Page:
HPLC Column Technology: State-of-The-Art

Special Issues

Special Issues, Special Issues-04-01-2010, Volume 28, Issue 4
Pages: 7

Improvements in HPLC column technology continue. Since the last Special Supplement on columns in 2008 (1), the continued need for high-throughput separation, the encountering of more complex samples, the need to analyze very polar compounds more easily, and the increased availability of very high pressure instruments has placed additional demands on the HPLC column. In terms of high throughput, no less than 24 companies have responded and have developed small particle columns of 2 µm and under. In addition, the number of superficially porous particle (SPP) columns has expanded, and users are finding that the high-efficiency-at-low-pressure advantage brings them added advantages. With more complex samples, longer columns packed with sub-2-µm particles require higher pressures with pumps now available to 1300 bar. It will be of interest to see if the lower pressure, high-efficiency SPP columns and monoliths, the latter of which have seen advances in the research of polymeric monoliths for applications to..

Improvements in HPLC column technology continue. Since the last Special Supplement on columns in 2008 (1), the continued need for high-throughput separation, the encountering of more complex samples, the need to analyze very polar compounds more easily, and the increased availability of very high pressure instruments has placed additional demands on the HPLC column. In terms of high throughput, no less than 24 companies have responded and have developed small particle columns of 2 µm and under. In addition, the number of superficially porous particle (SPP) columns has expanded, and users are finding that the high-efficiency-at-low-pressure advantage brings them added advantages. With more complex samples, longer columns packed with sub-2-µm particles require higher pressures with pumps now available to 1300 bar. It will be of interest to see if the lower pressure, high-efficiency SPP columns and monoliths, the latter of which have seen advances in the research of polymeric monoliths for applications to small molecules, will be the direction that chromatographers go to keep column pressures reasonable. To solve complex separations, a great deal of interest has been created around comprehensive LC×LC, where the first dimension is carried out on a slower but orthogonal column to the second dimension. The development of more orthogonal columns to provide better resolution is underway and instrumentation that can conveniently perform such experiments is beginning to appear. The pressure race among leading instrumentation companies appears to be in full swing but column capability might still tax the extracolumn effects as columns continue to become more efficient with smaller volumes. Automated instruments for method development and walk-up LC–MS systems have come into their own to make method development easier.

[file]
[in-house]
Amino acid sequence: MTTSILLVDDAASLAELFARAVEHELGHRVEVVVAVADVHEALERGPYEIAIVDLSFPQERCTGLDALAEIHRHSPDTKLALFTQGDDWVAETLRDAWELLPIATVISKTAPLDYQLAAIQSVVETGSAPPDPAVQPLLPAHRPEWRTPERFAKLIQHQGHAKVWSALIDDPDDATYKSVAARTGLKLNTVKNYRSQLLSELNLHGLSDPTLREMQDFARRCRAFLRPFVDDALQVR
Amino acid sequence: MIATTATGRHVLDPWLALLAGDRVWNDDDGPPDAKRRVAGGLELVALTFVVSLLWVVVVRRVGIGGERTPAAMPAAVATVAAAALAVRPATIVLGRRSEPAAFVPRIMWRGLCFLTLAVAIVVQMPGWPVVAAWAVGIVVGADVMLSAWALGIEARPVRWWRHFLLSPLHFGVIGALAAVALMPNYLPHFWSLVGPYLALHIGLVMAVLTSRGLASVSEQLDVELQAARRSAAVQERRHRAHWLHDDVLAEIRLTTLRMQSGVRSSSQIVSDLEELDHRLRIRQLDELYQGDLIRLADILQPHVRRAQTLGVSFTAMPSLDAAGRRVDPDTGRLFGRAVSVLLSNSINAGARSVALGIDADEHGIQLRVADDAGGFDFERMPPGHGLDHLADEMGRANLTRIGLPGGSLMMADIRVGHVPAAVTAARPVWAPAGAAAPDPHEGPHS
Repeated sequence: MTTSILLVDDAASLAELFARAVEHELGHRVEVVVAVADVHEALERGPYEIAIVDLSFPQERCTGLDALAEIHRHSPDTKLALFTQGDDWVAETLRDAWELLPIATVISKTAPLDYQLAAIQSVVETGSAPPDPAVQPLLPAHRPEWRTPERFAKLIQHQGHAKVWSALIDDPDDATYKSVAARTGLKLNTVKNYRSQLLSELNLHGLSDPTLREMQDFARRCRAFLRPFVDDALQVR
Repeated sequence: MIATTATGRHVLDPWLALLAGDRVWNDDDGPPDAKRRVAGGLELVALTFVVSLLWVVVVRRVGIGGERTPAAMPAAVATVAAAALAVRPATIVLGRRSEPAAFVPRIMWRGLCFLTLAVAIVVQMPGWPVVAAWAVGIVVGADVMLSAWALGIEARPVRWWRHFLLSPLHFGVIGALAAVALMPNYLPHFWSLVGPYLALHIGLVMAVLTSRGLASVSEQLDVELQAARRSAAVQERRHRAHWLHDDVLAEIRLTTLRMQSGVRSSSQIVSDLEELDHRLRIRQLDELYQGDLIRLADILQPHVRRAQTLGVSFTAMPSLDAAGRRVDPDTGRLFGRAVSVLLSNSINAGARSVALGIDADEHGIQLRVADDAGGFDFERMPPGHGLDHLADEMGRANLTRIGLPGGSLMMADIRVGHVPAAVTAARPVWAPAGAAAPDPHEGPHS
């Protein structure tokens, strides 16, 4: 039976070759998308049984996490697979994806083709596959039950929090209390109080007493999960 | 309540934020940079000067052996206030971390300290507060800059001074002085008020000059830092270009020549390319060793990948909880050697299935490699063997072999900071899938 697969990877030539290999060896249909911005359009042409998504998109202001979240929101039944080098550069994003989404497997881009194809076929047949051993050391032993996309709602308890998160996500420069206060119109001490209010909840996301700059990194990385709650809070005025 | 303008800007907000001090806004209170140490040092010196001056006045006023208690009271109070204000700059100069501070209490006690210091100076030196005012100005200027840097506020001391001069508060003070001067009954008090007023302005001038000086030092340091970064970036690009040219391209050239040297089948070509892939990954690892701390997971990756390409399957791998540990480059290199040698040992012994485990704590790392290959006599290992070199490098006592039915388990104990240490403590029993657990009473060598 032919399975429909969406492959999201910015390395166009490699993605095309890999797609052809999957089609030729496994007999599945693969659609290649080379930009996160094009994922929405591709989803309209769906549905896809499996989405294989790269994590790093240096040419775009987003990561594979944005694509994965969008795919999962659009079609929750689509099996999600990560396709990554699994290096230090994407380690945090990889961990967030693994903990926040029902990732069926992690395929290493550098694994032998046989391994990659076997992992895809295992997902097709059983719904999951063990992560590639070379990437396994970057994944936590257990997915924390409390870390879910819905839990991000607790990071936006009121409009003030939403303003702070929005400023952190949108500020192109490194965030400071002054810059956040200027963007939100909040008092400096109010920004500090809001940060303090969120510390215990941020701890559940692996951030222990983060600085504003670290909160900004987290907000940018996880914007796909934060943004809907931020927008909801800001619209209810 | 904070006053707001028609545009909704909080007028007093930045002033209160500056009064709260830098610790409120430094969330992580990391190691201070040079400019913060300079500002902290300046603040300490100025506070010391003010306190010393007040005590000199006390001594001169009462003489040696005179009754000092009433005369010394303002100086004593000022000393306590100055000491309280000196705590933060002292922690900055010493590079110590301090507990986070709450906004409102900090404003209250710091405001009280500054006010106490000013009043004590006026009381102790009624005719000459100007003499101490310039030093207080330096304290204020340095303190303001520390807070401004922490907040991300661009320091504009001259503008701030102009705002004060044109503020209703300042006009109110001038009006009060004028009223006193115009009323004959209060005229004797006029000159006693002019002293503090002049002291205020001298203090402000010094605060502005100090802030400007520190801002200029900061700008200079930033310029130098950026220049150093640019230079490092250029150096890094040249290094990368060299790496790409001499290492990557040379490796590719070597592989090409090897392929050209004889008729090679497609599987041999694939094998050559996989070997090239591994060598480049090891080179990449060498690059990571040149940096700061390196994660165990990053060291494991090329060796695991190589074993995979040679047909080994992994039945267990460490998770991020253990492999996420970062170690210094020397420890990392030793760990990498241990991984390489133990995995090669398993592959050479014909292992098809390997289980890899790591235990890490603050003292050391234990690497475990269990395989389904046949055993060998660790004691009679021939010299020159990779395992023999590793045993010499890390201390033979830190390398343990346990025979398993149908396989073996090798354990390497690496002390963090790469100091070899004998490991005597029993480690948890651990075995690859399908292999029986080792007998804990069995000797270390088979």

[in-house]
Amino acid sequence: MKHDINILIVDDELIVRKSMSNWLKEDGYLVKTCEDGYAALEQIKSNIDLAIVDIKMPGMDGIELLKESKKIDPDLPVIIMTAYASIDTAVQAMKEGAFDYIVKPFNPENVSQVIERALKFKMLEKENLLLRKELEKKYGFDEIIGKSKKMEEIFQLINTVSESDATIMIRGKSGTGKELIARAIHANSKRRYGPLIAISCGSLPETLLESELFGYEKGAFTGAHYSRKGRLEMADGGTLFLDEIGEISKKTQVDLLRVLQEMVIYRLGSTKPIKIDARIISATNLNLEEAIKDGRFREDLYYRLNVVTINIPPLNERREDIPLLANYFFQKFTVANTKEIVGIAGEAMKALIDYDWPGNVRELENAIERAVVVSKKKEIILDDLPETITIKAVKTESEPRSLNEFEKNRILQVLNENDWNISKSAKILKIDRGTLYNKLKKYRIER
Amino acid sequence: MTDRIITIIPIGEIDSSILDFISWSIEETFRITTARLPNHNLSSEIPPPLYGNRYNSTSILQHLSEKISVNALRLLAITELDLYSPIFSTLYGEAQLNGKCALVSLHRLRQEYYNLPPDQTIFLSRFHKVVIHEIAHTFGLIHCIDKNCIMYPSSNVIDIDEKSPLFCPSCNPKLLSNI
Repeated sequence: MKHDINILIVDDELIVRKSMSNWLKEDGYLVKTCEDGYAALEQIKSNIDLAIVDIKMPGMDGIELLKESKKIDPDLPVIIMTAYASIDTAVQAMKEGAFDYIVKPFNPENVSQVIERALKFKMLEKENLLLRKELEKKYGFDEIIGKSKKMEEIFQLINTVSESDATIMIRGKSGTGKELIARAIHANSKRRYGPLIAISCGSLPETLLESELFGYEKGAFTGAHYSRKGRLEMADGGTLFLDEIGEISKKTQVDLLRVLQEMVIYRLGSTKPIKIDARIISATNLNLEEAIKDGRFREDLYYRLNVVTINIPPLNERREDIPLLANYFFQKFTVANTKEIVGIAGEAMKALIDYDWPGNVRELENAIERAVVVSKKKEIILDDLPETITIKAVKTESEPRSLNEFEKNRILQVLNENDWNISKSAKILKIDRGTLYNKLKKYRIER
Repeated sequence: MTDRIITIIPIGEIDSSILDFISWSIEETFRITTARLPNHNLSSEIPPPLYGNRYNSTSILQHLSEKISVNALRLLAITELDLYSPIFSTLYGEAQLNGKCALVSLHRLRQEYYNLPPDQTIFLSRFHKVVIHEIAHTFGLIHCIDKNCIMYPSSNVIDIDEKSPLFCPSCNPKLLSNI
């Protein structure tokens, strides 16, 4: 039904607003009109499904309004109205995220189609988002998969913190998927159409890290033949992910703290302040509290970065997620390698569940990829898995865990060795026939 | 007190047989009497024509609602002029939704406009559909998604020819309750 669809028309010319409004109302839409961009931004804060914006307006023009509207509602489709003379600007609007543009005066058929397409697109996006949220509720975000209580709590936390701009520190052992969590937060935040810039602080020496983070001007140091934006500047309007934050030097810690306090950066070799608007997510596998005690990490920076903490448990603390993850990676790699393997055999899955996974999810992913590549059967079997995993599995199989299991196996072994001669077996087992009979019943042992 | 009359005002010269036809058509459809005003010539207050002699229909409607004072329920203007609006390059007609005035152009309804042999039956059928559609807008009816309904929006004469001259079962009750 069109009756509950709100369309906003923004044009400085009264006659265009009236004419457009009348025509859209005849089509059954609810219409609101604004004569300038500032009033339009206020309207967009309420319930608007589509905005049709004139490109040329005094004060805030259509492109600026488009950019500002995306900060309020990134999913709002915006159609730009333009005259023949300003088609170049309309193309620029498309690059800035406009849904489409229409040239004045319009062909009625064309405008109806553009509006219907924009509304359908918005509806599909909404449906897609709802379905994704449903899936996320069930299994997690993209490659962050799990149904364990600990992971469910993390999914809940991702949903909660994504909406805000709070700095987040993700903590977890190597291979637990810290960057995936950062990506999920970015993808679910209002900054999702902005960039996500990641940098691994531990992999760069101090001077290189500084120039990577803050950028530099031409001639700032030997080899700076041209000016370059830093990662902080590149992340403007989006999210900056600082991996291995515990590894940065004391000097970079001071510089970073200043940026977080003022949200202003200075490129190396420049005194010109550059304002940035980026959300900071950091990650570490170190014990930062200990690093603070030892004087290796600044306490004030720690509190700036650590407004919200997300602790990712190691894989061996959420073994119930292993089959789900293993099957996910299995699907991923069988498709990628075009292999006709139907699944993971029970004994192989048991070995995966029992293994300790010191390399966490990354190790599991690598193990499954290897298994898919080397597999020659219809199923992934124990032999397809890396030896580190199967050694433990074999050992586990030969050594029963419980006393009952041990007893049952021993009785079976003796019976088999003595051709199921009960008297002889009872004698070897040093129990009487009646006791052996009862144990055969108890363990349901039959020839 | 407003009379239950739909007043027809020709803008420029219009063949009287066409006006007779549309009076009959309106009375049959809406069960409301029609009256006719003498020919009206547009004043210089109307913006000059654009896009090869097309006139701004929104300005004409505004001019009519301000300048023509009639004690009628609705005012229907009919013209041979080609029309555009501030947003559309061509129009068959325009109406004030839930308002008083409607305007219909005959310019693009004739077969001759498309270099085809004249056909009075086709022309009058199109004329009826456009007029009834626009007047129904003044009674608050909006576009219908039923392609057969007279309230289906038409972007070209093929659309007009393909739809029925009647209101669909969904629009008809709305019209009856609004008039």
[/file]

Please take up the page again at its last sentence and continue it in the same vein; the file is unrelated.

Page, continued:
Ronald E. Majors

Although reversed-phase chromatography is still king, the increasing use of hydrophilic interaction liquid chromatography (HILIC) for polar compounds only slightly or unretained on typical reversed-phase columns has been seen. More columns for chiral recognition have been introduced as some patents on more popular technologies have expired.

To update LCGC readers, I have assembled an excellent selection of HPLC column experts to bring us up-to-date in specific areas of column technology. First, I will discuss some of the innovations that have occurred and are occurring in reversed-phase chromatography. Frantisek Svec will update the tremendous progress being made in monolith technology, while Chris Pohl highlights columns for ion-exchange and ion chromatography focusing on small molecules. Next, Tom Beesley, an early worker in the field of chiral separations, will discuss chiral columns and some new chemistries. David Carr, who has worked in HPLC for nearly 40 years, will discuss biocolumns, an area where he has considerable experience. Finally, Matthias Pursch will discuss automated method development and show some examples of "real world" industrial applications. I do hope that you enjoy this Special Supplement and find something of interest and value. Good reading.

(1) "Recent Developments in LC Column Technology" LCGC North America S26 (S4), April 2008.

Ronald E. Majors

Recent Developments in

LC Column Technology Editor